Wright also wanted a system that made set up and administration simple. For instance, he uses Mercury to create policies regarding the segregation of client data and data retention. He aims to automatically transfer those policies to future NAS devices, saving time and the potential for errors.

LDiscovery's Wolfinger was looking for ease of setup and administration as well. He has set policies in the Ecosystem that transfer data that has not been interacted with in 30 to 60 days to less expensive data storage. But rather than just transferring those files off to another storage device as is, Wolfinger said the Ocarina appliance deduplicates it by comparing it to previously stored data and then compresses it, reducing the amount of space used on the NAS devices as well as the longer-term storage.

"In the first two weeks it was deployed, we saved 8 TB of space and in the first month we saw a 72% rate of compression. We were only looking for 20% to 40% to regain the cost of the tool, so going that far over was unbelievable," he said.

He credits the deduplication [data reduction] for a lot of that reduction. "In our industry, there is a high rate of duplication, so to manage that and eliminate it saves a lot of heartache," he said. For instance, the company might gather a pool of evidence from a client company that includes 200 instances of the same data that only has to be stored in full once.

Like Wright, Wolfinger has used the NAS management tool to set data retention rules, which in his case are mandated by the Department of Defense. "We started out with 160 days and have worked our way to 45 days," he said. He added that it's easy to adjust such rules on both devices through Ocarina's Web interface.

The Ocarina Web interface automatically generates bar graphs and other visual tools to show the results Wolfinger is getting from deduplication and data compression. He said that those two technologies alone have pulled him back from the brink of having to buying more NAS devices.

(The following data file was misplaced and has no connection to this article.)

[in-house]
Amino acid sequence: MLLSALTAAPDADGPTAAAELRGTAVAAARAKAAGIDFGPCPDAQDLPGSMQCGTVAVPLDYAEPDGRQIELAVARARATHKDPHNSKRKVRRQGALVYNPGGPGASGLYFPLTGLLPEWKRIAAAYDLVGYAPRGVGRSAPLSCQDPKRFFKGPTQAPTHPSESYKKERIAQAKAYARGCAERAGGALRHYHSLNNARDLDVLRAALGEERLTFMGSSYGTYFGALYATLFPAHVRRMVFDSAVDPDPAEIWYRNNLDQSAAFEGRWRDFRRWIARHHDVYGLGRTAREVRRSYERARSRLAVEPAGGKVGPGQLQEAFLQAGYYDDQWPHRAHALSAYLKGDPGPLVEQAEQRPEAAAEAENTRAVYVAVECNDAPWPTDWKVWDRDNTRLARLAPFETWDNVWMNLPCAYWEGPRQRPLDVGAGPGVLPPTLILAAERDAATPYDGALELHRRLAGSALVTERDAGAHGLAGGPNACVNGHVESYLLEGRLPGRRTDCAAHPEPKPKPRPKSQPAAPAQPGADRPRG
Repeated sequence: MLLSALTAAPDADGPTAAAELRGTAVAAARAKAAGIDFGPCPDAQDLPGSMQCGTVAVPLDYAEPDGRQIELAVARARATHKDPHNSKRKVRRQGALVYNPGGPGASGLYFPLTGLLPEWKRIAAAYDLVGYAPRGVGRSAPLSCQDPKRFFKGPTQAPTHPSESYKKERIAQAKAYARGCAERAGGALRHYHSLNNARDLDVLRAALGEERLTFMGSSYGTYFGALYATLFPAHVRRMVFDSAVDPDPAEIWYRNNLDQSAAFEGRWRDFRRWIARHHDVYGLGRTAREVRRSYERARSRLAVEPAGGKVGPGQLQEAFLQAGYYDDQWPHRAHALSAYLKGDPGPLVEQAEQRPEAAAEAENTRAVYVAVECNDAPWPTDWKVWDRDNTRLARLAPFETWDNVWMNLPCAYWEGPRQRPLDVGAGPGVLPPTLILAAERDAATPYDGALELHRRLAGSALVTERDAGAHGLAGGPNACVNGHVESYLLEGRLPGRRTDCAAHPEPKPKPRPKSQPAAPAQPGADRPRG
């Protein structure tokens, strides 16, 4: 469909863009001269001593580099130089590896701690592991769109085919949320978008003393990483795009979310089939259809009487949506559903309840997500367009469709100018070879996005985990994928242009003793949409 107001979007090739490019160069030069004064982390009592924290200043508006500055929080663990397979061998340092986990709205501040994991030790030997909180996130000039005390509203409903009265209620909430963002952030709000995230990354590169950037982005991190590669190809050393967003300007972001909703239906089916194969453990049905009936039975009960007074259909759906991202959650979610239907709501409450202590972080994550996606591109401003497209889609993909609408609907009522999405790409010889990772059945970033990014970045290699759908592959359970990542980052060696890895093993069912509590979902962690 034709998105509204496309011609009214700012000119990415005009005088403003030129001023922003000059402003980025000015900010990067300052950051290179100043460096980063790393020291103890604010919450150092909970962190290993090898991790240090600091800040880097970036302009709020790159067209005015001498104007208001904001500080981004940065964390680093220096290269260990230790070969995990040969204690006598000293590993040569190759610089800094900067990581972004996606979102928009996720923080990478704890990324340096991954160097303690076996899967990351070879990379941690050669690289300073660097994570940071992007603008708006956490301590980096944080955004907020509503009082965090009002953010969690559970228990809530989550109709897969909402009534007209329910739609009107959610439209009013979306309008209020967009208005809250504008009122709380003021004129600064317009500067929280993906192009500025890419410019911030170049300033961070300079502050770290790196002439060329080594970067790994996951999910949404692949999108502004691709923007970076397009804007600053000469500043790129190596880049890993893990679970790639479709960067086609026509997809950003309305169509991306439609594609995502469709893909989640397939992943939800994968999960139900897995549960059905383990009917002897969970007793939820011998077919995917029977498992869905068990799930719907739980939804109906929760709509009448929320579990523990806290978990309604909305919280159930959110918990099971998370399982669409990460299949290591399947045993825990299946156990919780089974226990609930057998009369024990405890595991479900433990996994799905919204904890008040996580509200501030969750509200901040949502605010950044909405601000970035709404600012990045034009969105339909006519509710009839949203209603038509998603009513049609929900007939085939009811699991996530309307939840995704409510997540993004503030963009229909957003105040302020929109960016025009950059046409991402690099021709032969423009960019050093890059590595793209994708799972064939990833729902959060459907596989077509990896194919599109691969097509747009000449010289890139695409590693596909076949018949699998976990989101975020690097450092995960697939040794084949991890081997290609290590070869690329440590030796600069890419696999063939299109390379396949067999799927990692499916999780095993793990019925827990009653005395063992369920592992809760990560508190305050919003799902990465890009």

Other NAS management considerations

Deni Connor, principal analyst at Storage Strategies Now, said that as SMBs grow, they should make sure their NAS management platform can also help them with disaster recovery (DR). For example, they should be able to automate data replication and mirroring between devices in separate locations to ensure failover and business continuity (BC).

Some companies that are under compliance mandates, like LDiscovery, should also look for write once, read many (WORM) functionality in their NAS management platform. "Vendors offer varying degrees of support for locking and retaining files," she said.

And according to Boles, the NAS management platform should also support efficient data migration from other systems, such as DAS, as well as between NAS devices. "This should be able to be done easily and without too much, if any, disruptive impact on daytime operations," he said.

The larger of the SMBs might want to consider virtualization capabilities so that their multiple NAS devices can be used as a single pool. Smaller organizations should not get hung up on this capability as they probably won't use it for some time.

Finally, SMBs should look at the NAS management platform's ability to interoperate with other multiple vendors' hardware as well as through other network management platforms; the system requirements for the management platform to run; and whether it easily supports large files as well as lots of small files.

Although vendors may try to sell you on the latest and greatest technology, Boles warned: "Make sure you home in on feature sets that are important to your business. Don't focus on running a 60,000-employee NAS if you only have 150 employees."

About this author: Sandra Gittlen is a freelance technology editor in the greater Boston area. She can be reached at [email protected].